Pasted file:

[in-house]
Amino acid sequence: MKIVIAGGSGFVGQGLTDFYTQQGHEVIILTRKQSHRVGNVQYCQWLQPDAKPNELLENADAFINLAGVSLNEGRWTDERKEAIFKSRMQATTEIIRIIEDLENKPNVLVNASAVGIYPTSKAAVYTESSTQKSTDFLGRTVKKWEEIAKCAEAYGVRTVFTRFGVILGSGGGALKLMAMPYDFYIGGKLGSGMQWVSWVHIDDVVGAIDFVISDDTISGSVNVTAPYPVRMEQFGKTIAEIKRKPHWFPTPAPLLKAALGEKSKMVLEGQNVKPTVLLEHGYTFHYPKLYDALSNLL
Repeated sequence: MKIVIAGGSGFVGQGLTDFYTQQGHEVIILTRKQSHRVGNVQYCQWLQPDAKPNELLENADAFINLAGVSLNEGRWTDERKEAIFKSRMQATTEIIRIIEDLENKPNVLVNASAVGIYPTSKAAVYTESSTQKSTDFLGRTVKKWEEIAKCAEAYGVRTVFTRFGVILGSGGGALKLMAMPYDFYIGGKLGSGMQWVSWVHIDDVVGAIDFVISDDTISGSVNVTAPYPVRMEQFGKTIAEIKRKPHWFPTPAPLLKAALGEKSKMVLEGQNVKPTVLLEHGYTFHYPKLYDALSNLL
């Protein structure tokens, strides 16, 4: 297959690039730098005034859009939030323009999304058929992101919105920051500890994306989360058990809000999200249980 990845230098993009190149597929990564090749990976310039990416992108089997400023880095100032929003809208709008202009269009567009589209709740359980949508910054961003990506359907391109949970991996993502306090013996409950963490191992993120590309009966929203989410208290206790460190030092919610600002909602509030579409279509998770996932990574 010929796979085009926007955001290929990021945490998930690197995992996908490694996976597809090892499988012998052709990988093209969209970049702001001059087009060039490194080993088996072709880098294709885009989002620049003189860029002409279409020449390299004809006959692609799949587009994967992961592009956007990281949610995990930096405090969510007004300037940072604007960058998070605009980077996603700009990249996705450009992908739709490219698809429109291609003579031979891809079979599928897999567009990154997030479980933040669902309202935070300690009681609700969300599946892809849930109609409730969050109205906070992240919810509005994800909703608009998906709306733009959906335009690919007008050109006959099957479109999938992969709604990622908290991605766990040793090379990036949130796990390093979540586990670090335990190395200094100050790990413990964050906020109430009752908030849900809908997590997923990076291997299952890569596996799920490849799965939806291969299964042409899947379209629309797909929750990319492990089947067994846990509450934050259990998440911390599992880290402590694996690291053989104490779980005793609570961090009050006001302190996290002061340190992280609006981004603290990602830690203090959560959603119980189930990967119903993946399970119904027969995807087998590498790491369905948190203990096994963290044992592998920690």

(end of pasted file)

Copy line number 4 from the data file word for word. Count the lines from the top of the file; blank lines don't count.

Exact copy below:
């Protein structure tokens, strides 16, 4: 297959690039730098005034859009939030323009999304058929992101919105920051500890994306989360058990809000999200249980 990845230098993009190149597929990564090749990976310039990416992108089997400023880095100032929003809208709008202009269009567009589209709740359980949508910054961003990506359907391109949970991996993502306090013996409950963490191992993120590309009966929203989410208290206790460190030092919610600002909602509030579409279509998770996932990574 010929796979085009926007955001290929990021945490998930690197995992996908490694996976597809090892499988012998052709990988093209969209970049702001001059087009060039490194080993088996072709880098294709885009989002620049003189860029002409279409020449390299004809006959692609799949587009994967992961592009956007990281949610995990930096405090969510007004300037940072604007960058998070605009980077996603700009990249996705450009992908739709490219698809429109291609003579031979891809079979599928897999567009990154997030479980933040669902309202935070300690009681609700969300599946892809849930109609409730969050109205906070992240919810509005994800909703608009998906709306733009959906335009690919007008050109006959099957479109999938992969709604990622908290991605766990040793090379990036949130796990390093979540586990670090335990190395200094100050790990413990964050906020109430009752908030849900809908997590997923990076291997299952890569596996799920490849799965939806291969299964042409899947379209629309797909929750990319492990089947067994846990509450934050259990998440911390599992880290402590694996690291053989104490779980005793609570961090009050006001302190996290002061340190992280609006981004603290990602830690203090959560959603119980189930990967119903993946399970119904027969995807087998590498790491369905948190203990096994963290044992592998920690």